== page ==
Red Leds: Is cree still the best option for flashlights?

Mostly a question for hunters, but I know many others on here favor a red light now an again: are the xp-e2 620nm and xp-e (if you want to go 660nm red, my preference) still top of the heap in the market? Generally speaking, lets say you wanted to build a basic C8 and a basic UF-t20 with a single emitter. Is the xp-e or xp-e2 depending on your color preference still the best there is, without forking over the cash for a red SST-90 :smiley: . Anything in the same general price range that competes with the red Crees? How about the oslon ssl 80? Does any other manufacturer have a better option for hobbyist light builds? The only difference I see in the oslon ssl 80 is the tighter 80 degree viewing angle and smaller emitter. Anyone build a non-cree red light that they like better? So far I have a several small zoomies, C8s, and a t20 with red leds, some with buck drivers, some with 7135s. Anybody using different brands for their red leds now adays?

It looks like Cree is finally making a photo red 660nm Xp-E2. Wonder where/when its available.

Other options include the Nichia NCSR219B (fits XP boards) and NCSRE17A, both of which are 620nm. The Luminus SST-10 and Samsung LH351H come in both 620nm and 660nm and fit XP boards.

Arrow, which has free shipping to most parts of the world, and free overnight to the US (yes, even if you’re buying a single $2 LED) has the 660nm LH351H

Thanks! without any output tests from the gurus here, any opinion on which led produces the most output?

The LH351H and XP-E2 should be pretty close.

I did a test once on the red 630nm 219B V1 (never posted it), and it performed well but with slightly less output than the red XP-E2 (625nm).

As far as I know, you can only get them from Cutter at this point of time. Depending on where you are you need to expect quite some shipping cost (approx. $ 10-15).

660 nm from my list:

Nothing really new for deep red. The max power in many datasheets is similar. Very few have been tested here to their limits.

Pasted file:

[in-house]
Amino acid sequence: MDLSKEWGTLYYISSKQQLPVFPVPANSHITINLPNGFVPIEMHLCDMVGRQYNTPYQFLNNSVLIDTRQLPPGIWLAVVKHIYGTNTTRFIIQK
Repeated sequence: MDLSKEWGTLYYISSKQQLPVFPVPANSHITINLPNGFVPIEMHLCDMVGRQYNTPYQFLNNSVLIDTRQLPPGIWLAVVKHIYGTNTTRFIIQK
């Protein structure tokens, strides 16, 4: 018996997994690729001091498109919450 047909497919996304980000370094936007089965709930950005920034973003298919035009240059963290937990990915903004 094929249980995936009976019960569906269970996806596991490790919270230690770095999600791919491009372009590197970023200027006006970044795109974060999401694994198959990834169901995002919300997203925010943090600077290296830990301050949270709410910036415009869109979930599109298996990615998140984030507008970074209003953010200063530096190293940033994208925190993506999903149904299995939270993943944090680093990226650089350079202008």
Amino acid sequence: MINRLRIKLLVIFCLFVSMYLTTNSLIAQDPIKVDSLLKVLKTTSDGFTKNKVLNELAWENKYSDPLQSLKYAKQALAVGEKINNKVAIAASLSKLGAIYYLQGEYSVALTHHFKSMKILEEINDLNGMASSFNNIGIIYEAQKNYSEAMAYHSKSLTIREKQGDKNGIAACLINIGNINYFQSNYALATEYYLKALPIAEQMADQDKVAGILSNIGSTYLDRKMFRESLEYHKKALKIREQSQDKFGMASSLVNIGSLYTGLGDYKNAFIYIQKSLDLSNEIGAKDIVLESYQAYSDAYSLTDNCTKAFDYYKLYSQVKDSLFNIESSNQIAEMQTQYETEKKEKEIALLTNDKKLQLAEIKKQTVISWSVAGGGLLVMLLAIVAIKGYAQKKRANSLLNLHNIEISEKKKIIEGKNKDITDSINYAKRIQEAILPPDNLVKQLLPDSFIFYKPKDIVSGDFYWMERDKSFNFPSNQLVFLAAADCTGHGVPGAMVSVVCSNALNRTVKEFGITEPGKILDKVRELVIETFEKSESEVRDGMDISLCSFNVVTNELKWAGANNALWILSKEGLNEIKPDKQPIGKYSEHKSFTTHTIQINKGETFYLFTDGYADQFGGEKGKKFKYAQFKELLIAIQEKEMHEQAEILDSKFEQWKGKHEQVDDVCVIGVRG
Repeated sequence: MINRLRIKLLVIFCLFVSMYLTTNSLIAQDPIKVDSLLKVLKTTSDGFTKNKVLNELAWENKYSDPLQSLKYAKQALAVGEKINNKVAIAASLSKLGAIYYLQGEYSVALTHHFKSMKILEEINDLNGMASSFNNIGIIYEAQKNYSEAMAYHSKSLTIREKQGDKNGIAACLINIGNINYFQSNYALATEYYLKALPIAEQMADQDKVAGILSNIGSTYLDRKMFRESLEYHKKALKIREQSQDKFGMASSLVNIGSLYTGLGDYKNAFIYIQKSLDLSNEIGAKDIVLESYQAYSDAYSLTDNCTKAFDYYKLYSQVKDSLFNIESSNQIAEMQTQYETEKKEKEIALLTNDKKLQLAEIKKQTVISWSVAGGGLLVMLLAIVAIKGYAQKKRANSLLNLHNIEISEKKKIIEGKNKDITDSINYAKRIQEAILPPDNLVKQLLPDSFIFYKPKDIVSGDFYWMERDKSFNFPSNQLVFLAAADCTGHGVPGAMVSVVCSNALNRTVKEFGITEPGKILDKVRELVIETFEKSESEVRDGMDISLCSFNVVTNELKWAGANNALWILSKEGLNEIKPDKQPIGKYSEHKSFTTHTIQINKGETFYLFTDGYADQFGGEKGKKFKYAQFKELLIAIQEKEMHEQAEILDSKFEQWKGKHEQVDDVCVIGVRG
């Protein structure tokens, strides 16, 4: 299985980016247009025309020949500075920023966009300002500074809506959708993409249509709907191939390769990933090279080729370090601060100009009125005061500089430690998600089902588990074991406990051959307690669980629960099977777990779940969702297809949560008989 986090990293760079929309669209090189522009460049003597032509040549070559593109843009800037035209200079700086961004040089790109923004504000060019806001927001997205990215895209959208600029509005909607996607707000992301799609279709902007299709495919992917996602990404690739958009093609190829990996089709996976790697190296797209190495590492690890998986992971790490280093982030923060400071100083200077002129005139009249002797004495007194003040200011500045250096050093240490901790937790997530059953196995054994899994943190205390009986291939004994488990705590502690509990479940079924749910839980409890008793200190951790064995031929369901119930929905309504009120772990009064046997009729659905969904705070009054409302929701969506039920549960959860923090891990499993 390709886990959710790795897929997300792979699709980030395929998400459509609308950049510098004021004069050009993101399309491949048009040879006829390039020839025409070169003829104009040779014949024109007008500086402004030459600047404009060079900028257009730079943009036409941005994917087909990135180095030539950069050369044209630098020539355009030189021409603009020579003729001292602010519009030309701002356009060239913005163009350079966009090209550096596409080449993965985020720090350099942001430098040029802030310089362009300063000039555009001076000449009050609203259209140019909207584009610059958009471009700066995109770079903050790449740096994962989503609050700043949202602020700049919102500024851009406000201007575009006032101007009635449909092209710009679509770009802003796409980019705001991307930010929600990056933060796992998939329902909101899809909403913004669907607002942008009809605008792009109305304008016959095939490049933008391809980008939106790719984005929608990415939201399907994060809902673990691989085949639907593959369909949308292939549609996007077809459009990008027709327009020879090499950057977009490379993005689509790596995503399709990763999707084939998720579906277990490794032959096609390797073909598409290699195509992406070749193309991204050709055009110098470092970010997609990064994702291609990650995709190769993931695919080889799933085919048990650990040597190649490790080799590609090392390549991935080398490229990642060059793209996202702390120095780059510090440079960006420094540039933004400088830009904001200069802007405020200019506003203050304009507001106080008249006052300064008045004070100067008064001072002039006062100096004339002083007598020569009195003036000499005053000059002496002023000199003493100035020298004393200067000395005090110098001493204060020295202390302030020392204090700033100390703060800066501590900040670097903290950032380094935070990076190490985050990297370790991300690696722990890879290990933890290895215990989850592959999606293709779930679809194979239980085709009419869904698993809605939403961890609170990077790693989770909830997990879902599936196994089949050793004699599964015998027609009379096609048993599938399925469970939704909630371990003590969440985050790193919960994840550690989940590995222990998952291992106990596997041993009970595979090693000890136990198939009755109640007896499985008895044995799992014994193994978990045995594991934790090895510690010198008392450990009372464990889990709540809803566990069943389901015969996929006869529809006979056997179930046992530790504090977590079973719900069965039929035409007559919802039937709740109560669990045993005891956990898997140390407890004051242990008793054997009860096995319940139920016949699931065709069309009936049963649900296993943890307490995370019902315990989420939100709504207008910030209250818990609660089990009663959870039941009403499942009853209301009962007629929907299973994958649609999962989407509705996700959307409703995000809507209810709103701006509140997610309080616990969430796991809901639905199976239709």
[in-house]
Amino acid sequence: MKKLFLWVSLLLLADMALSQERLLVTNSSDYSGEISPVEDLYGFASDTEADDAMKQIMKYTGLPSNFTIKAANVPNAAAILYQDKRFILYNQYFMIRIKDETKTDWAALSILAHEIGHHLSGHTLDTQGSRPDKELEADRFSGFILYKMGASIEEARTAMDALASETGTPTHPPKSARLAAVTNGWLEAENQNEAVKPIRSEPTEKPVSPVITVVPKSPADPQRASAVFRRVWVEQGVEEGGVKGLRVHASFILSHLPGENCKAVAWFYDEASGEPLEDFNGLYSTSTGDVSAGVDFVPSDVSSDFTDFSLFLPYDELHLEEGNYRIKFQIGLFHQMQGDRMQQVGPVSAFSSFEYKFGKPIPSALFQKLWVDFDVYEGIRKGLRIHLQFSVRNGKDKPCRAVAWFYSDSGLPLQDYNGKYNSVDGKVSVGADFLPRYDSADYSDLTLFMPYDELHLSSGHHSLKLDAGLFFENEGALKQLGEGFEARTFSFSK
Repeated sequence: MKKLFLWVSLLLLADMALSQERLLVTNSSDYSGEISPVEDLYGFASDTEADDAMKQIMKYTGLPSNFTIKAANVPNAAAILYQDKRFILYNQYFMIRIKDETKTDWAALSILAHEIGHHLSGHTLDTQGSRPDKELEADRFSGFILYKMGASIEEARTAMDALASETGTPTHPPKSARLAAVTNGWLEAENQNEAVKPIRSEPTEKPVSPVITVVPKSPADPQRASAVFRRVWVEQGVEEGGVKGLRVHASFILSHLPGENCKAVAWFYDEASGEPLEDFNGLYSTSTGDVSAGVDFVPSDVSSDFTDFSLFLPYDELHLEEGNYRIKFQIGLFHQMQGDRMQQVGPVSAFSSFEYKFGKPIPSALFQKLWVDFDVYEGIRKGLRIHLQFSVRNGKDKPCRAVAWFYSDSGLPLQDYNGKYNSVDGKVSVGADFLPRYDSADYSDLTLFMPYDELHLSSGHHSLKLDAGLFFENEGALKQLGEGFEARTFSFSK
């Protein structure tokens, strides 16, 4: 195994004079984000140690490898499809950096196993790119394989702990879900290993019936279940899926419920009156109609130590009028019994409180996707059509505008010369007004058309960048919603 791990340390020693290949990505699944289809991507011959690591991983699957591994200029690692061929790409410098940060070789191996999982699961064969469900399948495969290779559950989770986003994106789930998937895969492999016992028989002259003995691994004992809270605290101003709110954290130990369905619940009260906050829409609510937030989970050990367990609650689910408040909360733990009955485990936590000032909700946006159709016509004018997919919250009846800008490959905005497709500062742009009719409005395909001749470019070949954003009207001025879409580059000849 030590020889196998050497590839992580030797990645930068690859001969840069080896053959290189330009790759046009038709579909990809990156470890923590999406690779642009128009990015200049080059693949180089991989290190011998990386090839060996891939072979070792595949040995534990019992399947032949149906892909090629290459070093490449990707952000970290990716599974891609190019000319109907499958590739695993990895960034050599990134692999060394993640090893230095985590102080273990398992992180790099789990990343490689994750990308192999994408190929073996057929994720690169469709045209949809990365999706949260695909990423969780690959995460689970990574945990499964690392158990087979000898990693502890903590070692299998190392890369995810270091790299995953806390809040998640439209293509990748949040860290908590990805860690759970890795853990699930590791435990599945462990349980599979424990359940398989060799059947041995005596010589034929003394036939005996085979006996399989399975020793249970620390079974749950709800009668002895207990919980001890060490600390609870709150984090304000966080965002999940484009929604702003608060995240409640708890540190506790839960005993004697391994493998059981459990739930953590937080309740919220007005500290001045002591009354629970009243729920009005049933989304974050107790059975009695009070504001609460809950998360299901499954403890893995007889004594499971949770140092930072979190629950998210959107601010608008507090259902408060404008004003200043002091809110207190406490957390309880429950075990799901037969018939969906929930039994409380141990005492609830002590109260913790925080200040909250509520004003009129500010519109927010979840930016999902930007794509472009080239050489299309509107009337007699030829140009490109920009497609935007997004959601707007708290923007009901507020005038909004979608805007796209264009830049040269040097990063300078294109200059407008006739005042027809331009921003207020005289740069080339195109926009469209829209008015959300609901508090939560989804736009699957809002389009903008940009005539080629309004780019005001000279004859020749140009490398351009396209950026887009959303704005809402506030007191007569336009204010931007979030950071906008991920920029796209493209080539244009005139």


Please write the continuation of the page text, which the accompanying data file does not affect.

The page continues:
Oslon SSL80 (80°) and SST-10-DR 90° (1 mm² die) could be good for aspheric zooms.

BTW I got one XP-E HE Photo Red on a 20 mm board from eBay. Have not verified it yet.

Cutter had these red leds in stock in Feb this year.

Can someone explain the difference between “normal” red and deep red? I’m a bit confused.

620nm versus 660nm. Deep red is a longer wavelength - farther from orange. There’s also 720nm “far red” (near-infrared).

So 660nm. deep red is better because it’s less orange?

There is no better. The deep red looks less orange next to a 625nm led, it is also about 4 times less visible (you need 4 times the optical power to achieve the same brightness).

Not too exact, but think like this:
typical 620-630nm red is just like something 80-ish CRI red - which are most common in bicycle tail lights
deep reds with 660nm is like getting red in 95 (or above) CRI

Without comparing typical red to deep red, the previous one will look still red, but when you see the deep red, then that will be ‘THE’ red, and the typical red looks rather like an orange-ish red.

But as djozz says, the human vision is less sensitive to deep red (but even for 730nm far red, most people’s eye gets triggered a bit, and for even 780nm near infra red, people can expect barely visible light - but I guess, staring into that could be harmful, as there is no good sense of ‘too much’ light entering, which would trigger the pupil’s diameter decrease).

For visual use, the ‘white’ LEDs usually don’t go much past 660nm, because then, it would be necessary to convert much light to reds, which we just barely pick up, then overall efficiency would suffer.

There’s also Luxeon CZ, Z & Rebel in 660nm

XP-E deep red 670nm.

XP-E2 red 620nm

I focus on LEDs for flashlights. If they are too small or if I do not find any DTP MCPCB I do not care.
Luxeon CZ is just a C with less power and Z has a weird footprint without the history of the Rebel.